M. Dixo et al. / Biological Conservation 142 (2009) 1560–1569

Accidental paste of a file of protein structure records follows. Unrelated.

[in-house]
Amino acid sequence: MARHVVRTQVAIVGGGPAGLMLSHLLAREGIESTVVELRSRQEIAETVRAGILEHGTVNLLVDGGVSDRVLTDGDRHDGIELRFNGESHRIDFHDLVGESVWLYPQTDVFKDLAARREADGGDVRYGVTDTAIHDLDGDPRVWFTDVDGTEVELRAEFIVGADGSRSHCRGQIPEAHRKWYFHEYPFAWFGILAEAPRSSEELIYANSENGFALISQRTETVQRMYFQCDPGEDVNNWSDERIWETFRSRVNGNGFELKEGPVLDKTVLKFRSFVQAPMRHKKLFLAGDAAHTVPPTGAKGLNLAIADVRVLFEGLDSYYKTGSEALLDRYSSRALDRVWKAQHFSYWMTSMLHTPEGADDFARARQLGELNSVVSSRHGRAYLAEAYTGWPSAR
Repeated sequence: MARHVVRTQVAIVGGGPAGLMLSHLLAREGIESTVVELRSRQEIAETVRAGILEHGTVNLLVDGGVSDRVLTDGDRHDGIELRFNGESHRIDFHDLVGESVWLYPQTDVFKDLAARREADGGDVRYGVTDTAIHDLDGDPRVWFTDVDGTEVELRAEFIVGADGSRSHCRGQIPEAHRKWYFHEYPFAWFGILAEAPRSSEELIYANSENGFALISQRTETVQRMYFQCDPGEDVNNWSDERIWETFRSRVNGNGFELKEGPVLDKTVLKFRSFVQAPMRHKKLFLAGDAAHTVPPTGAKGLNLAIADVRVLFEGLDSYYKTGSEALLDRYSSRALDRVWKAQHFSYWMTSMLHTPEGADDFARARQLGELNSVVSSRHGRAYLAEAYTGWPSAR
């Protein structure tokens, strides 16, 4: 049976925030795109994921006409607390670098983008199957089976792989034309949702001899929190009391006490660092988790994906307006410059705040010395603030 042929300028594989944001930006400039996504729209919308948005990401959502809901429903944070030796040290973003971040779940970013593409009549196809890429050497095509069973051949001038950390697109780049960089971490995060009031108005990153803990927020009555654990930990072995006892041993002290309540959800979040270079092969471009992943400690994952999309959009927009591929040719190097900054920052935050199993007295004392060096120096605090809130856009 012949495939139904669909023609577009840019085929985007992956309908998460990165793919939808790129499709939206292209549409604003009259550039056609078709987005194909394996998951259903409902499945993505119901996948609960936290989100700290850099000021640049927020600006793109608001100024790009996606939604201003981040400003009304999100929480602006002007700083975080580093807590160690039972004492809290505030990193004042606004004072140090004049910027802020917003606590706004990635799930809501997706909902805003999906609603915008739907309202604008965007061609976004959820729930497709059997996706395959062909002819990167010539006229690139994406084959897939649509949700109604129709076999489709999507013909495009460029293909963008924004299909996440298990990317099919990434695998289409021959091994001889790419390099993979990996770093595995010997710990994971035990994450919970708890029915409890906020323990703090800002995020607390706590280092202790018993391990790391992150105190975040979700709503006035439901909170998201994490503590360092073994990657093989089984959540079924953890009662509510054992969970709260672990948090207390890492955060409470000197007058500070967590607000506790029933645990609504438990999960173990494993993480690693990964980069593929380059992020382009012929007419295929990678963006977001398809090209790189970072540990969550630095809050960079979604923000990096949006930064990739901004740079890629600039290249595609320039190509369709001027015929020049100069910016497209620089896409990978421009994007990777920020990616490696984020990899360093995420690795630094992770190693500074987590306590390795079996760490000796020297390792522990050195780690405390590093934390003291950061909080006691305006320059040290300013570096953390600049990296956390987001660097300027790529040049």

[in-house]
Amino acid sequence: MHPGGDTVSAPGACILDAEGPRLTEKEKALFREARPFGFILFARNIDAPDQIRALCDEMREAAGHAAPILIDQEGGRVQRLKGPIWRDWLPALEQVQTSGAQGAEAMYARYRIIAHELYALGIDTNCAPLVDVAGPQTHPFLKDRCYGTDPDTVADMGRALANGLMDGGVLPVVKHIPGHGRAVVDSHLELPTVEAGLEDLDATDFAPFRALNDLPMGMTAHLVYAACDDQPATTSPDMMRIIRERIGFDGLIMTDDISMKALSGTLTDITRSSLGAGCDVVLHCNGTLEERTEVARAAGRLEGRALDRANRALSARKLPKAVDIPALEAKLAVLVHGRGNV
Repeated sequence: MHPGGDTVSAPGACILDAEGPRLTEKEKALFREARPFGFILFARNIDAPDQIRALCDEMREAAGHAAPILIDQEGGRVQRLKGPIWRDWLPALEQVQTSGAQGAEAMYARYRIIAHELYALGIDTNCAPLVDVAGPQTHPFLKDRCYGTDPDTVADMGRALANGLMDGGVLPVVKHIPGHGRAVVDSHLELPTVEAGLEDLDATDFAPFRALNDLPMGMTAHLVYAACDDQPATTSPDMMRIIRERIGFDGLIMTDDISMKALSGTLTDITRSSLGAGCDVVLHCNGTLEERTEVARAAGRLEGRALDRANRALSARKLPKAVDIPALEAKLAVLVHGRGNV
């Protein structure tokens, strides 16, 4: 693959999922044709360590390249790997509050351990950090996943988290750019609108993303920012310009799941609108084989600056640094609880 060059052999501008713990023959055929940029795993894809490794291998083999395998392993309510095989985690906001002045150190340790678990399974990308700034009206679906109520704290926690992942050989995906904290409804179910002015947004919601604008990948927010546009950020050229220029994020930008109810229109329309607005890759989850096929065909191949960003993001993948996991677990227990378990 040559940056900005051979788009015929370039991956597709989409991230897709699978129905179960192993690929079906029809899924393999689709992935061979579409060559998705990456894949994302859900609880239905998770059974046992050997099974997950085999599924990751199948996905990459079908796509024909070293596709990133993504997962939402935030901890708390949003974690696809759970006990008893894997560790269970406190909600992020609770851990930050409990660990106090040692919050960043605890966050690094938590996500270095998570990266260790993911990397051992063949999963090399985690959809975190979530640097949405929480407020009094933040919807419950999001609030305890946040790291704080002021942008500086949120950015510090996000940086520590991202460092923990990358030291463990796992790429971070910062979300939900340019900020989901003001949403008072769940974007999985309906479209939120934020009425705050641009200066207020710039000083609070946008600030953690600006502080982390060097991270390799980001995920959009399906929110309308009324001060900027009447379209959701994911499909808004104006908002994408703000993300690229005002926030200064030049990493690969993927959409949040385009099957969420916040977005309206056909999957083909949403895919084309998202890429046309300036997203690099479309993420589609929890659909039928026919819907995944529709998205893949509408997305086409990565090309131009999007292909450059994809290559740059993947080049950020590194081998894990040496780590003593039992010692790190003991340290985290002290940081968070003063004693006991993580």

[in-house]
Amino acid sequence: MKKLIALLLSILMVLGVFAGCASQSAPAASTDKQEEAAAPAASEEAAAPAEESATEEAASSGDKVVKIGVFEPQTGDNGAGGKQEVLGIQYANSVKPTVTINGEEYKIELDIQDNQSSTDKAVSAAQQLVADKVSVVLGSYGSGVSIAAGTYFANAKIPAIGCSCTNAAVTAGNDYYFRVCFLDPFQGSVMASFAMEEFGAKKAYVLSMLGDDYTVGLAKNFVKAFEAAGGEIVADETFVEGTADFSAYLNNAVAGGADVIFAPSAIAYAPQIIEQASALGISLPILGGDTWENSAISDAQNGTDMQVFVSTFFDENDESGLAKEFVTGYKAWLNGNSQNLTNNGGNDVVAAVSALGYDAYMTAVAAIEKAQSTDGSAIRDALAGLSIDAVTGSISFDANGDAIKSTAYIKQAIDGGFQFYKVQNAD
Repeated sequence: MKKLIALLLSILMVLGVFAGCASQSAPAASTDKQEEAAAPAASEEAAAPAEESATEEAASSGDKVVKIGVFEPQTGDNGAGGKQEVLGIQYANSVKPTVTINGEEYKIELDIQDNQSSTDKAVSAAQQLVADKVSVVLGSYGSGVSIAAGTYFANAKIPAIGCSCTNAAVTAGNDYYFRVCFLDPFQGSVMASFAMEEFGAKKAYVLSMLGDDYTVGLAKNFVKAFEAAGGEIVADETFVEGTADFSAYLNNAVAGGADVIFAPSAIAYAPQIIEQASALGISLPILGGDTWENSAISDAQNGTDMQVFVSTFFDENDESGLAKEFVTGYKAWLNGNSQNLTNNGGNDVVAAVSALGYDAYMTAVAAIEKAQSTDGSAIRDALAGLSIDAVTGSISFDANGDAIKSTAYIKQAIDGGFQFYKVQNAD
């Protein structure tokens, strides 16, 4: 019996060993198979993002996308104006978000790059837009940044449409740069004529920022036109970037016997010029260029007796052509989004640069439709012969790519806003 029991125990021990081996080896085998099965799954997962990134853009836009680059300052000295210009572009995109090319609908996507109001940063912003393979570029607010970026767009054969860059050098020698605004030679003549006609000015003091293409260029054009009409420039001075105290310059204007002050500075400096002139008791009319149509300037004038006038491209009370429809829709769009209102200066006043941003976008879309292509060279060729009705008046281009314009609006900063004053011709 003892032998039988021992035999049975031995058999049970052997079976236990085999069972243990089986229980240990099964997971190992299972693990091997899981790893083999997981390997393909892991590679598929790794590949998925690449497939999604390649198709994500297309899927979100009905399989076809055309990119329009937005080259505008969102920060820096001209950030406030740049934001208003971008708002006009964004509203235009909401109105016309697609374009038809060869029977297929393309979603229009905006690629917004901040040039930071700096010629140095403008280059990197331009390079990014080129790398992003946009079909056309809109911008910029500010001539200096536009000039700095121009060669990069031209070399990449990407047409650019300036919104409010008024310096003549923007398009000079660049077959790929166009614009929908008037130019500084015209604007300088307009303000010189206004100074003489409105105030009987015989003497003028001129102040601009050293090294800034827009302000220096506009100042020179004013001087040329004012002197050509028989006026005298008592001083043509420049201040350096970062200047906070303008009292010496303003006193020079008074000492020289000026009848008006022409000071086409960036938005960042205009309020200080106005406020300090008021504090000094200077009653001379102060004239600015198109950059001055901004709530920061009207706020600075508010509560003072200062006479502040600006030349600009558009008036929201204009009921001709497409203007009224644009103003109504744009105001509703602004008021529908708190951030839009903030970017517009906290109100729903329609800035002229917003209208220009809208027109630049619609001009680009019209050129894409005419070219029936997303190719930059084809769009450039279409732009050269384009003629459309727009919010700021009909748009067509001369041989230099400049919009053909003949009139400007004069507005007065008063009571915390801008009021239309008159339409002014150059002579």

and Griffiths, 2005) and their vulnerability is at least partially explained by their often narrow environmental tolerances (Findlay and Houlahan, 1997; Bridges and Semlitsch, 2000; Pounds et al., 2006) and generally low dispersal capacities (Gibbs, 1998; deMaynedier and Hunter, 2000), both characteristics that exacerbate the negative effects of habitat degradation and loss of population connectivity. In this study we used population genetic analyses to test for the predicted effects of fragmentation in populations of a toad endemic to the Brazilian Atlantic Rainforest, one of the top 10 biodiversity hot spots (Mittermeier et al., 1999; Myers et al., 2000) and one of the most fragmented biomes in the world, with only 12% of its original range remaining (SOS Mata Atlântica, 2008). Our study focused on Rhinella ornata, a habitat-generalist that is common in forested as well as edges of disturbed areas (Baldissera et al., 2004). We studied this species in forests on the Ibiúna Plateau, a highly developed region in southwestern Brazil that still harbors both large continuous tracts as well as forest fragments (Dixo, 2005; Pardini et al., 2005). R. ornata is able to move through the agricultural matrix that isolates fragments and is abundant in fragments of all sizes; nonetheless, populations in small and mediumsized fragments show significant annual variation in abundance, suggesting possible demographic instability of populations in fragments (Dixo, 2005). We compared genetic diversity and structure of R. ornata populations in fragments and continuous tracts of Atlantic Rainforest to test the hypotheses that (i) this generalist species is vulnerable to genetic erosion, (ii) larger fragment sizes and corridors mitigate fragmentation and maintain genetic diversity in populations, and (iii) fragmentation negatively impacts gene flow among remaining patches of habitat, despite this species’ ability to survive in deforested areas. We might expect that this generalist species would not be highly susceptible to the negative impacts of habitat fragmentation; therefore, any evidence of genetic erosion in this generalist and relatively tolerant species, implies that less common and more specialized species may suffer even more severe effects as a result of forest fragmentation and isolation in this threatened landscape.